We all have seen that robots are making the work easier for everyone but in the healthcare sector it is no less than a miracle for hospital workers.
Frontline healthcare people are stretched thin in the wake of the COVID-19 pandemic as many hospitals deal with nursing shortages and company burnout. Diligent Robotics, which in advance this week introduced a US$30 million Series B investment round, goals to reduce the number of that staffing burden with the aid of using automating recurring delivery obligations with its Moxi robot. Here are some of the healthcare robots that are helping hospital works to establish better healthcare ecosystem.
The da Vinci® Surgical Robot
More than 250,000 people die in the U.S. each year from medical errors, some of which are likely preventable.While this is a broad category encompassing a range of different problems, it’s certainly true that the more control surgeons have in their operations, the better. The da Vinci Surgical System, a multi-armed wonderbot, is being used to reduce surgical errors and make surgery less invasive for thousands of patients.
The da Vinci Surgical System gives surgeons more precise control for a range of procedures. Using magnified 3D high-definition vision and controls that strap to a surgeon’s wrists and hands, the da Vinci System makes tiny, exact incisions that human hands might not otherwise be able to make. This offers enhanced control to surgeons and, since the surgery is less invasive than traditional surgery, a faster healing time for patients.
The Cyberknife is a robotic surgery system that delivers radiation therapy to tumors with sub-millimeter precision. Invented in the 1990s, the CyberKnife system is now being used to treat cancer at hospitals and treatment centers all over the U.S. Not a knife per se, the system is a radiation source mounted on a robot, which allows for a targeted beam of radiotherapy that maneuvers and adapts quickly. It can deliver radiation to a tumor (malignant or benign), repositioning itself at many minutely different angles to target the tumor from all sides without having to reposition the patient.
The CyberKnife has allowed for treatment of tumors in areas of the body that were once surgically complex to operate on, including the prostate, head, neck and liver. This “surgery” is actually non-invasive and minimizes the exposure of healthy organs and tissues to radiation. What’s more, the CyberKnife has been shown to be remarkably effective in the long term for prostate cancer, although long-term control of other cancers have not been studied.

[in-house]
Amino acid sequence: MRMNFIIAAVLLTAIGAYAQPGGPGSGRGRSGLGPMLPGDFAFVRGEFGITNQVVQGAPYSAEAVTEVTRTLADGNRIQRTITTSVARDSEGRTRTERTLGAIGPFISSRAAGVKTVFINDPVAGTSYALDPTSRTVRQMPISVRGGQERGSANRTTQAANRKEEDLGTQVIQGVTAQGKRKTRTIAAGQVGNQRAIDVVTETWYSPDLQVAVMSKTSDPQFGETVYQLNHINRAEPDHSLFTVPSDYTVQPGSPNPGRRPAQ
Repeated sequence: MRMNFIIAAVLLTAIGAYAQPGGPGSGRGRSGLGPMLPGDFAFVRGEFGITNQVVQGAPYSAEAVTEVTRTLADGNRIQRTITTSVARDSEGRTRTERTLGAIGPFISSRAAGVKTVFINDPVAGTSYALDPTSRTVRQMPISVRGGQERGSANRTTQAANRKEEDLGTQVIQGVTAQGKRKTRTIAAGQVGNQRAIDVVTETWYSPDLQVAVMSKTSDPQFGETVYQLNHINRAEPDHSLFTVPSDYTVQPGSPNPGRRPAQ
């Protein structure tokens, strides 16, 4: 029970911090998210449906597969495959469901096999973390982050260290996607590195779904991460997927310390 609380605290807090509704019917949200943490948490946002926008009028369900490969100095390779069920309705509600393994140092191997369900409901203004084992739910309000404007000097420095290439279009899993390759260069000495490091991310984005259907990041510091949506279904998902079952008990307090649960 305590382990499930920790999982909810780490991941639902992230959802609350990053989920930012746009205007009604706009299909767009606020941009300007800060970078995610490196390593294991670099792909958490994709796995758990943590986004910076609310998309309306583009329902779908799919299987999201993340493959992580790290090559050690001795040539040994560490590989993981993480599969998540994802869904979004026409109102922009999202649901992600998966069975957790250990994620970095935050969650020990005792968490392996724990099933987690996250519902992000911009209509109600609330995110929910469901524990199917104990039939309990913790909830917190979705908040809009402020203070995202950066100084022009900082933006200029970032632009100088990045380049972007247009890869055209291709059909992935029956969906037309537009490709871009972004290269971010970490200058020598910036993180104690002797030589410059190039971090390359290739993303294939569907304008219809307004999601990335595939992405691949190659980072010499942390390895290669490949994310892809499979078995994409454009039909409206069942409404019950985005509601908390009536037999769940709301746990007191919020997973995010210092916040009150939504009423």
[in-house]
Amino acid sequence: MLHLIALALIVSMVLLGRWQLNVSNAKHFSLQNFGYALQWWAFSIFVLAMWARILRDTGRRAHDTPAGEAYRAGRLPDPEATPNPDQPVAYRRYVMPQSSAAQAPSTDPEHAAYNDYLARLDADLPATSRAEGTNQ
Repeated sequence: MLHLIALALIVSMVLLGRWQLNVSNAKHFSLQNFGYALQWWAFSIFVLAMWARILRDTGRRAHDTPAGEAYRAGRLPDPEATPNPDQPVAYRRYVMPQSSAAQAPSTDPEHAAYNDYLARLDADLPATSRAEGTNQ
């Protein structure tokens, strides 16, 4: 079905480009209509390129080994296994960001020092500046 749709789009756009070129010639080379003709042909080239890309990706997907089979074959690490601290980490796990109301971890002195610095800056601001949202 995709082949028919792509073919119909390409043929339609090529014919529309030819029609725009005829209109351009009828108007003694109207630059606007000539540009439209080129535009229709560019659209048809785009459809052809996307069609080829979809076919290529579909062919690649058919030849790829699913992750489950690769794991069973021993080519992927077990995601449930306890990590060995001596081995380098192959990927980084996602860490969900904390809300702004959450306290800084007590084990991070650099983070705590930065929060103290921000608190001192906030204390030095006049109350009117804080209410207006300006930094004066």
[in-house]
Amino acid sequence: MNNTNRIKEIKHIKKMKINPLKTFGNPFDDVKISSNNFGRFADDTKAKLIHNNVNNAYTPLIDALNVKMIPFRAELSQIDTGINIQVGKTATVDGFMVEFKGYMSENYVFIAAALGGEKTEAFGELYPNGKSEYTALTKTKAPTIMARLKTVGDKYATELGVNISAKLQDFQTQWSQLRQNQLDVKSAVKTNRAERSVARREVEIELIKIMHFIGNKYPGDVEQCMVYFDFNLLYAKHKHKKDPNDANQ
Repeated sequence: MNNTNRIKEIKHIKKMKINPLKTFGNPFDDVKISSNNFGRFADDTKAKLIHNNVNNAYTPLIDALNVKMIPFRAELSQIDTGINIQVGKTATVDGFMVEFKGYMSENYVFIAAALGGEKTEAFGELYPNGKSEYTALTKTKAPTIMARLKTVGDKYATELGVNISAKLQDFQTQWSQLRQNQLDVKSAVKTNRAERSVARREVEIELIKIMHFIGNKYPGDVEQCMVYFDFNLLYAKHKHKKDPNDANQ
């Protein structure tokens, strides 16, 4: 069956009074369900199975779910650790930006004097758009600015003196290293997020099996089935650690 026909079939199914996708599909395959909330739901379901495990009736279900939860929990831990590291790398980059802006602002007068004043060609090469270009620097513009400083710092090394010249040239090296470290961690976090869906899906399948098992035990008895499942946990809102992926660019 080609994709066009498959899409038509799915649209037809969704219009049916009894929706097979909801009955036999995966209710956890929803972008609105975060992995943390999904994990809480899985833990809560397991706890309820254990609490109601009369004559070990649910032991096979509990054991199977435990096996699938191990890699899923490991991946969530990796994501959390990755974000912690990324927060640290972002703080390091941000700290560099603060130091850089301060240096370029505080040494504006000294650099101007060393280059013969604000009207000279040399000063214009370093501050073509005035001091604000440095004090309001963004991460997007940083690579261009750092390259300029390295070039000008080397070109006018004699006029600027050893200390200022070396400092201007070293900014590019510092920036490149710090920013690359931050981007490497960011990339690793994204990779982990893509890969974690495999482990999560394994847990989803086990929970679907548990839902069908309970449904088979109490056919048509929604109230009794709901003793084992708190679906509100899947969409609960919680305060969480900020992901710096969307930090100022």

An endoscopy is a procedure where a small camera on a long wire is inserted into the body through a “natural opening” to search for damage, foreign objects, or traces of a disease. It’s an uncomfortable and delicate procedure that might also be a thing of the past.
New improvements to the procedure by companies like Medineering make use of slender, flexible robots that can be driven like an RC car to the exact spot the doctor needs.
They can then hold there without the tremor of human hands, and deploy a wide range of tools for anything from taking a biopsy to cauterizing a wound.
Nurses are miracle workers and the true life-blood of any medical setting. But they are also hopelessly overworked and chronically short on time, not to mention in short supply in many places. That’s where robotic nurses come in. For the most part, these are systems that can fill out digital paperwork, take measurements of vital signs, and monitor a patient’s condition.
Some new robotic nurses have taken aim at other menial tasks that nurses get stuck with, like moving carts and gurneys from room to room, or even drawing blood! At the end of the day, if it’s saving nurses time and allowing everyone to take better care of patients, We’re all for it.